A Short History of the Daily Planner
"Where, how, or with whom my time is spent"-George Washington
Happy 2024! It might not surprise you to know that my favorite thing about the new year is getting a new daily planner. I spend a lot of time thinking about how to plan my days.1
For this New Year post, I decided to look at how people have used daily planners in the past. What I found was a fascinating origin story of tracking time in notebooks.
Moreover, I was delighted to find a book all about daily planners in early America. Molly McCarthy’s The Accidental Diarist: A History of the Daily Planner in America is fascinating! I can’t recommend it enough. A lot of the information in this post is based on McCarthy’s research.
So, let’s get started!
1) George Washington’s Almanac
The daily planner as we know it descends from the almanac—a yearly publication listing useful information such as weather forecasts, currency conversions, an interest rate schedule, and planting schedules. Next to the Bible, the almanac was the bestseller of early America. And the almanac was most valued for its calendar.
If your daily planner has symbols for the moon’s phases or maps and measurements, these are the traces of the daily planner’s ancestor: the almanac.
In the 1700s, many users wanted to write in their almanacs, so they had blank pages inserted. This is what George Washington did for his Virginia Almanack:
With fresh, blank pages inserted, Washington recorded the weather as well as a list of
Where, how, or with whom my time is spent
Many of Washington’s days were rather boring. On this page, for example, he records visiting land on the 27th of January and then returning home. The next two days he stays home alone:
At home all day—alone.—
At home all day. Ditto
Once January ended, Washington recorded the month’s weather:
2) Aitken’s Weekly Plan
In the 1770s, an aspiring publisher, Robert Aitken, developed what is generally recognized to be the first planner in America. Aitken’s “Register” displayed an entire week on a page.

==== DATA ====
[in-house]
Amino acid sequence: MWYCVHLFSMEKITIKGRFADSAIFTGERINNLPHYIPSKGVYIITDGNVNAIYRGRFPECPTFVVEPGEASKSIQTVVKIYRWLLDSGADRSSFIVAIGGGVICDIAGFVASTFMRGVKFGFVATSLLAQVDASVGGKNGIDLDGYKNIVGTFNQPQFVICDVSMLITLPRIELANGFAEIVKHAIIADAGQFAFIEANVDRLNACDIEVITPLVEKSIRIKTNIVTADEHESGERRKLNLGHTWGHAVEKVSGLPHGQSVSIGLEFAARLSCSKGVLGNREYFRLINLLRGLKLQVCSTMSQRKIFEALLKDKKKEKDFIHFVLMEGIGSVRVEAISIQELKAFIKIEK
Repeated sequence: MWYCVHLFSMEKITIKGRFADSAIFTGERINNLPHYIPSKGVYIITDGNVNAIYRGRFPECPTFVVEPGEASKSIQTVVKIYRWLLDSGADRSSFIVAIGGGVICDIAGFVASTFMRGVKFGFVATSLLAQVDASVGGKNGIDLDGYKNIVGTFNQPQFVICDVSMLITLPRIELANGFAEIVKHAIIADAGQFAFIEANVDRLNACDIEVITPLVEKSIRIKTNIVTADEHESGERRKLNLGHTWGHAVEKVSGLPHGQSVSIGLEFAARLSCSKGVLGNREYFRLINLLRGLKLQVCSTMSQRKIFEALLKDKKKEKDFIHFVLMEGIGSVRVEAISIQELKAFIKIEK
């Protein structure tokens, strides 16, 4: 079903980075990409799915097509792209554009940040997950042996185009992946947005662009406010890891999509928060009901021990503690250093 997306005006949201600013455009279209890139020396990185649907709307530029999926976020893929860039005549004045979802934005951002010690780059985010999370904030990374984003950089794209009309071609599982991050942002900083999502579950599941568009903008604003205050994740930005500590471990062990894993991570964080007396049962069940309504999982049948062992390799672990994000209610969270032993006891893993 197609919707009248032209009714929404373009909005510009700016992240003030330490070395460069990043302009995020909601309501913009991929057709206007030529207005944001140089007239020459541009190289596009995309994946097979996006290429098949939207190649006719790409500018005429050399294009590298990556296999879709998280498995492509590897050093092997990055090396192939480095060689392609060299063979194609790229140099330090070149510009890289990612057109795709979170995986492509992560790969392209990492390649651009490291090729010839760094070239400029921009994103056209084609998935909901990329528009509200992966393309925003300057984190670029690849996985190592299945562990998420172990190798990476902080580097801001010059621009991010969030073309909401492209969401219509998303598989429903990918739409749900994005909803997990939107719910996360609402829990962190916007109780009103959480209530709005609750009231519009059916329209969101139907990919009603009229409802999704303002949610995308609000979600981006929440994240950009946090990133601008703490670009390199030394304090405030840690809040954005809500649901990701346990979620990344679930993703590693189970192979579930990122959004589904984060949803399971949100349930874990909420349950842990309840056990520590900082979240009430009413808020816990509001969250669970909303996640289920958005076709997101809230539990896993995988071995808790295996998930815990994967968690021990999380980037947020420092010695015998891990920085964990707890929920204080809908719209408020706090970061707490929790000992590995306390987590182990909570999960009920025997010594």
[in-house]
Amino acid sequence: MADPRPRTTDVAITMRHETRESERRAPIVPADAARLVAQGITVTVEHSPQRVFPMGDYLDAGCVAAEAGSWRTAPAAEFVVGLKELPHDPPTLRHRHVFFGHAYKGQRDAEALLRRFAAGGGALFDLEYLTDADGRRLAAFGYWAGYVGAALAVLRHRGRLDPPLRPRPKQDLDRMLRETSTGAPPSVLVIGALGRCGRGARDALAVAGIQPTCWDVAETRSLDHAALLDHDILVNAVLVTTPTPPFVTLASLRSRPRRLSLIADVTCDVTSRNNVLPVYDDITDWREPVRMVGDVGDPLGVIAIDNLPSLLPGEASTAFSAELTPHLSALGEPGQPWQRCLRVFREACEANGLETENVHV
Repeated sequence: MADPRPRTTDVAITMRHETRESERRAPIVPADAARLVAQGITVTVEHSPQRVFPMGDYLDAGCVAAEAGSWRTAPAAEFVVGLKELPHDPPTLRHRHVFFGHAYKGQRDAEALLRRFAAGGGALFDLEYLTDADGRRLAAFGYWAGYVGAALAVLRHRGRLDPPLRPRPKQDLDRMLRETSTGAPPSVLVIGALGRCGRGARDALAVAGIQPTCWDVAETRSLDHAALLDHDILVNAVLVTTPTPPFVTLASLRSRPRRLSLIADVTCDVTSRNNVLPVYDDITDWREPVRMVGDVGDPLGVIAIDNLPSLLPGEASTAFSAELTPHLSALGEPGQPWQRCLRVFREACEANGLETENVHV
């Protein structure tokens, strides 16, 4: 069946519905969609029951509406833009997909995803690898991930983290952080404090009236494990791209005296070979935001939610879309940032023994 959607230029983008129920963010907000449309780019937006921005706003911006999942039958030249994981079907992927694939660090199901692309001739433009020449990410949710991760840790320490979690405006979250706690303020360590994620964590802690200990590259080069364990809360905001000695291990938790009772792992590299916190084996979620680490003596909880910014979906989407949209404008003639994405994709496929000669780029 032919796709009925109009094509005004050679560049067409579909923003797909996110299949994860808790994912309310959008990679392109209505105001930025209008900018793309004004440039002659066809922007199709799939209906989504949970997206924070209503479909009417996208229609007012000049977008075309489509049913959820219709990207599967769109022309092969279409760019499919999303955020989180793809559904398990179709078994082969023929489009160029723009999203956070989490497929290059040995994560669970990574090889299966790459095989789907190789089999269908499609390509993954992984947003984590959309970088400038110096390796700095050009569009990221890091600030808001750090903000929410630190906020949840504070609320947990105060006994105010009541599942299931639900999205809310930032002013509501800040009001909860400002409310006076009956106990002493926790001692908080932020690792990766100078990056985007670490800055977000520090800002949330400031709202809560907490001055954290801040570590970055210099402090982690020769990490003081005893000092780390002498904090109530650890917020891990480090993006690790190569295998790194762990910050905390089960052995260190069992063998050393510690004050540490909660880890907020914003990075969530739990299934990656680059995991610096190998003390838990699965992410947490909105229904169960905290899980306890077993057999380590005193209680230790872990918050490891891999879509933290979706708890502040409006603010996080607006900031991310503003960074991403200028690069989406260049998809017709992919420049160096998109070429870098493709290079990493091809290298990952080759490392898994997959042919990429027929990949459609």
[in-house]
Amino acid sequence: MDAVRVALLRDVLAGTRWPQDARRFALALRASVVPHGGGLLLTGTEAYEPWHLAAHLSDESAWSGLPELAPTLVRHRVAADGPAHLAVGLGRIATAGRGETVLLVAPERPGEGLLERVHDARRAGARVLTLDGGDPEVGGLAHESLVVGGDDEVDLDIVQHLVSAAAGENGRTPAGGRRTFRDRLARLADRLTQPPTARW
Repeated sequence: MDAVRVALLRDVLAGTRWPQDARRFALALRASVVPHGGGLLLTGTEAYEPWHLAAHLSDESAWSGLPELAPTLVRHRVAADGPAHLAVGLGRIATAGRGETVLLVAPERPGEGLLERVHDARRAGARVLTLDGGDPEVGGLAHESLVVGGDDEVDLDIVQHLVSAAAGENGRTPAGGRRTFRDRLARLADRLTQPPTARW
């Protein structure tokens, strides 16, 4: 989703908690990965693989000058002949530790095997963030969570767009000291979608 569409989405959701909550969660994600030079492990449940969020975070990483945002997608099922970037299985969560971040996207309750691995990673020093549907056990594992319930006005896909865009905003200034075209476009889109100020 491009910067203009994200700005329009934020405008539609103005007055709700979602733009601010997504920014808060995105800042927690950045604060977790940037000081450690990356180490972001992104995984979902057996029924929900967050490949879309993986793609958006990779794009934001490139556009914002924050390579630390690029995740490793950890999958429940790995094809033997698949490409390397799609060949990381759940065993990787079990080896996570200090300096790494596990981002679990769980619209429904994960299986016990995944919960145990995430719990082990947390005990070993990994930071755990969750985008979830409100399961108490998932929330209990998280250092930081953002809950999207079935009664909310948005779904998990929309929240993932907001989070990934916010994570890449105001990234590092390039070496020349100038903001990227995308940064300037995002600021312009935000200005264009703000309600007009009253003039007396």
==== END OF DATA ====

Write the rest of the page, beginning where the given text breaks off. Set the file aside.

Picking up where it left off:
Aitken’s register was particularly suited to financial accounting and people used it to note their expenses.
3) Susan B. Anthony’s Diary
Soon publishers caught on and produced almanacs already fitted with blank pages for each day. The social reformer and suffragette, Susan B. Anthony, bought one of the most popular diaries called “The Standard Diary.”
After a set of tables typical of almanacs, the printed material gives way to daily blank pages ready to hold whatever the owner deems worthwhile.
Today we tend to think of daily planners as records of what will happen. But most of its early users saw daily blank space in their notebooks as a way to record what had happened. It was a way to account for one’s time and how it was spent (as George Washington noted).
It’s not until the 20th century that we see pocket diaries regularly used for recording future events.
In fact, the word “planner”—as in an object used to facilitate planning— wasn’t introduced into the English language until the 1970s (according to the Oxford English Dictionary).
Notes on Daily Notes
Keep track of time spent: time is valuable, and it makes sense to account for how we spend it. You could even borrow George Washington’s header: "Where, how, or with whom my time is spent."
Your planner is full of possibility: do with it what you want—whether that’s recording what has happened, what will happen, or a combination of both. It’s worth noting that our intense focus on planning future events is distinctly modern. Personally, writing this post has made me consider adding more reflective sections to my 2024 daily planner.
Our planners keep us connected to the earth’s rhythms: I love that daily planners descend from almanacs. I’ve never focused much on the moon cycles noted in my planner, but I have a new appreciation for them now.
As we open our 2024 daily planners, I would love to know: do you have a favorite planner? Do you have your own idiosyncratic methods for organizing days and weeks in your planner? I’d love to gather some creative ideas!
Till Next Monday,